His typical diet is Purina senior, beet pulp and/or hay squares, mixed together with warm water (we usually even leave it to soak overnight and during the day after breakfast, he has to eat twice otherwise he starts slimming down because he can hardly eat hay due to his dental issues). He has pasture turnout in the day
Hi, do you mean he is hard fed only twice daily? I'm sure your vet would have mentioned all this already, but I imagine that is at least part of the reason for his colic. Especially over night, if he can't eat hay, you need to either leave him on that pasture if he's managing that OK, or feed him something which will keep him going all night if stabled. Horses aren't built to go hungry for long, have an empty stomach. They also need little & often feeding of rich feeds, as too large &/or infrequent feeds are problematic.
So naturally my paranoid self is trying to cross check all the articles and sources and see
That is far from 'paranoid'. It is RATIONAL behaviour! Unfortunately, many marketing, traditional or otherwise stories abound & are taken as fact by those who don't bother to analyse it. There are many differences of opinions, outdated ideas, etc. Even by supposed 'experts'. So don't take anything on blind faith, but do your own homework, to make the most informed decisions you can on stuff.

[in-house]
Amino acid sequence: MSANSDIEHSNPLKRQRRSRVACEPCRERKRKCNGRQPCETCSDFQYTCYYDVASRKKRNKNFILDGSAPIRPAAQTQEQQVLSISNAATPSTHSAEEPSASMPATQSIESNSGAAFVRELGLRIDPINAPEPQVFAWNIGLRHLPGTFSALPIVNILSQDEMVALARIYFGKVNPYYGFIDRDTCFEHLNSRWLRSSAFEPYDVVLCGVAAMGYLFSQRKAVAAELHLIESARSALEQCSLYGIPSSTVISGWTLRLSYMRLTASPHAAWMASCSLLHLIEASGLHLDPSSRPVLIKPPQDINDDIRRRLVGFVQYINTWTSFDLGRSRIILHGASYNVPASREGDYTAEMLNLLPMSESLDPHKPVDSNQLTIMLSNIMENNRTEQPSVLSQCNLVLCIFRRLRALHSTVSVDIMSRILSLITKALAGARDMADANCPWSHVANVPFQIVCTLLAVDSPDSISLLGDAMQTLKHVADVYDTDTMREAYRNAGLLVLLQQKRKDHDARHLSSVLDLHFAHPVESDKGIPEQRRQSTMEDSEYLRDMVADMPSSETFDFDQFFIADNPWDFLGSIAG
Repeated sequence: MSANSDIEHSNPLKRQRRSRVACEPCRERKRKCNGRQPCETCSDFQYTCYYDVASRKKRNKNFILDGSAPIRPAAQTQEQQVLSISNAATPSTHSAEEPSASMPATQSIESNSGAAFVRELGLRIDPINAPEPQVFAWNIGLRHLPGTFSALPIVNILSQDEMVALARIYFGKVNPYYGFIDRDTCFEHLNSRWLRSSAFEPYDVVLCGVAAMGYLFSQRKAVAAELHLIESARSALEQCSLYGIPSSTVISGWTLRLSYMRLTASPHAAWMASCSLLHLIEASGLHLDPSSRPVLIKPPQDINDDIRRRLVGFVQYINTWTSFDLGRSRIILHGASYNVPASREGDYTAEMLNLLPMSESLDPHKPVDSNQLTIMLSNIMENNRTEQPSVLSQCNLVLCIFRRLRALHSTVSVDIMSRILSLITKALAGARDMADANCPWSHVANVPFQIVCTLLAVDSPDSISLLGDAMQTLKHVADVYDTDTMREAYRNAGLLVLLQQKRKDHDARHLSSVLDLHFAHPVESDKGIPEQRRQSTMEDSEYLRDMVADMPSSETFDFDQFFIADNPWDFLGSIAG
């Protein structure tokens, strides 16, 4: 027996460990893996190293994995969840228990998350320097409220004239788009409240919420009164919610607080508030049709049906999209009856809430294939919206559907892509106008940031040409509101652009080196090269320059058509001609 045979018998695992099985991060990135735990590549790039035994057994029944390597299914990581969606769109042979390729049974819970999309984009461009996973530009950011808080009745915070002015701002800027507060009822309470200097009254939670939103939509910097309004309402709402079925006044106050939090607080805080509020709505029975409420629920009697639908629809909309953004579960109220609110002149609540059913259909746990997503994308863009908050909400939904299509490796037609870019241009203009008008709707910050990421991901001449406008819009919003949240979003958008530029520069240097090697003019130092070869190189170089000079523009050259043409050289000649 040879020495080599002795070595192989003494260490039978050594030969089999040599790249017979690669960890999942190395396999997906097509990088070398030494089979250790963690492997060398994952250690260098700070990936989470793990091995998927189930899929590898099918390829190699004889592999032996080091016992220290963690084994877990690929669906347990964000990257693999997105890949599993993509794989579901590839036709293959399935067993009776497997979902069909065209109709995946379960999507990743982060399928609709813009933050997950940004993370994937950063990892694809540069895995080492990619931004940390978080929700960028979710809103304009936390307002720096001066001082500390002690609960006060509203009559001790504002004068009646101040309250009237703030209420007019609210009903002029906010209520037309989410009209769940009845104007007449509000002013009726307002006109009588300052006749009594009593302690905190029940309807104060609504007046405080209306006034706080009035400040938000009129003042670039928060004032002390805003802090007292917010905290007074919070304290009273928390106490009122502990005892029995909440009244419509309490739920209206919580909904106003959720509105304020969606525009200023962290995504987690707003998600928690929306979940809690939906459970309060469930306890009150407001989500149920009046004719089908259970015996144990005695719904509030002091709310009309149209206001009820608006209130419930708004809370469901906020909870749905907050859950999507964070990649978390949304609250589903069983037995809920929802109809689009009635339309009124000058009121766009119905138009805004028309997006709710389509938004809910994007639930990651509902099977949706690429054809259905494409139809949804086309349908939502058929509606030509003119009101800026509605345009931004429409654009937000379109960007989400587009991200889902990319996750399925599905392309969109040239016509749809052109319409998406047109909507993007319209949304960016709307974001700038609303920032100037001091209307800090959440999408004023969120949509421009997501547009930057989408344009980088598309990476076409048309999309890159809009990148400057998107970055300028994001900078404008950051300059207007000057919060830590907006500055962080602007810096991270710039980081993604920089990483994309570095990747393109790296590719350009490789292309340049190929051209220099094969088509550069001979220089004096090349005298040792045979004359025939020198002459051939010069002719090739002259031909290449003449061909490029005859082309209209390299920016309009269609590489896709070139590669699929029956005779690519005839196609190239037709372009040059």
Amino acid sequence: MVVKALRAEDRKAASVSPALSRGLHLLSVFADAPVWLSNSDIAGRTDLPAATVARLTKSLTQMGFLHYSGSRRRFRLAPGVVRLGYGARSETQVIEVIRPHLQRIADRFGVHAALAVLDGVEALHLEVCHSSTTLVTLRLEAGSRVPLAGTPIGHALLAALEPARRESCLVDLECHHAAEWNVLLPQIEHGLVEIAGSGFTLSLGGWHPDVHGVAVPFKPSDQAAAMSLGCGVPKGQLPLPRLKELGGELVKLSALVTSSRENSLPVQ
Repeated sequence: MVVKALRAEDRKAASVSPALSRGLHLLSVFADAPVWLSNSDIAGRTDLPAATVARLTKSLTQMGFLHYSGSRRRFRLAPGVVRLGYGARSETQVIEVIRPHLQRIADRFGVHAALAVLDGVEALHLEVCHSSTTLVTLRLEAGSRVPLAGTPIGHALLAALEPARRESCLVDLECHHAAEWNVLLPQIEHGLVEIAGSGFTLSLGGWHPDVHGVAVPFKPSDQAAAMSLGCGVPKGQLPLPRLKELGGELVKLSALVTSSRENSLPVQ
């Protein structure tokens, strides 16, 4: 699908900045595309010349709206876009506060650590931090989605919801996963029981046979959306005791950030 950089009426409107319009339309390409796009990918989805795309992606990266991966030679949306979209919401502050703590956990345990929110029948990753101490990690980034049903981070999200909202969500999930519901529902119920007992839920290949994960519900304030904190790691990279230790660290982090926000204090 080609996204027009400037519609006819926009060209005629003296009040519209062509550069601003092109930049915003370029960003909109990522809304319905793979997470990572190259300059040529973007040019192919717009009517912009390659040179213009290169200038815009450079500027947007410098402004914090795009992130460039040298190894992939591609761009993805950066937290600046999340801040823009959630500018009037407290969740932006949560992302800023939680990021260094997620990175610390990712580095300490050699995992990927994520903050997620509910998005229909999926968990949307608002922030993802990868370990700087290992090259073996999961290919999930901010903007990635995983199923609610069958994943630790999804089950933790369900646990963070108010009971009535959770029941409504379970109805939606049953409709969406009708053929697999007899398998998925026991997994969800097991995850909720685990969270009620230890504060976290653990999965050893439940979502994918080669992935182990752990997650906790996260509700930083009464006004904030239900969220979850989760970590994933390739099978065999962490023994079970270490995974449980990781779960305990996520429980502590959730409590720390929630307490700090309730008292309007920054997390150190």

I definitely wouldn't be feeding him bran mash daily, once a week at most if not once every few weeks with some chopped up carrots/apples/etc., just as a special soft treat for him
Yes, if you're giving it just as a small treat, a handful of bran mash irregularly is not likely to cause further issues. But if you're planning on feeding more than that, or feeding for other reasons, then you need to feed it little & often, as with other food. Over at least a few meals daily is best. And if just feeding for a treat, and you feed him carrot & apple anyway, why bother with one more treat? Stick to the fruit & veg!
The old idea about bran mashes were that they were good for relieving constipation, and feeding regularly/weekly was often as a preventative for this. However, it's the horse's system being upset by strange feed it's not used to that causes gut problems, often leading also to 'loose stools'. In addition, bran(esp wheat) is very high in phosphorus, which can unbalance the diet dangerously, if not considered as part of well balanced nutrition.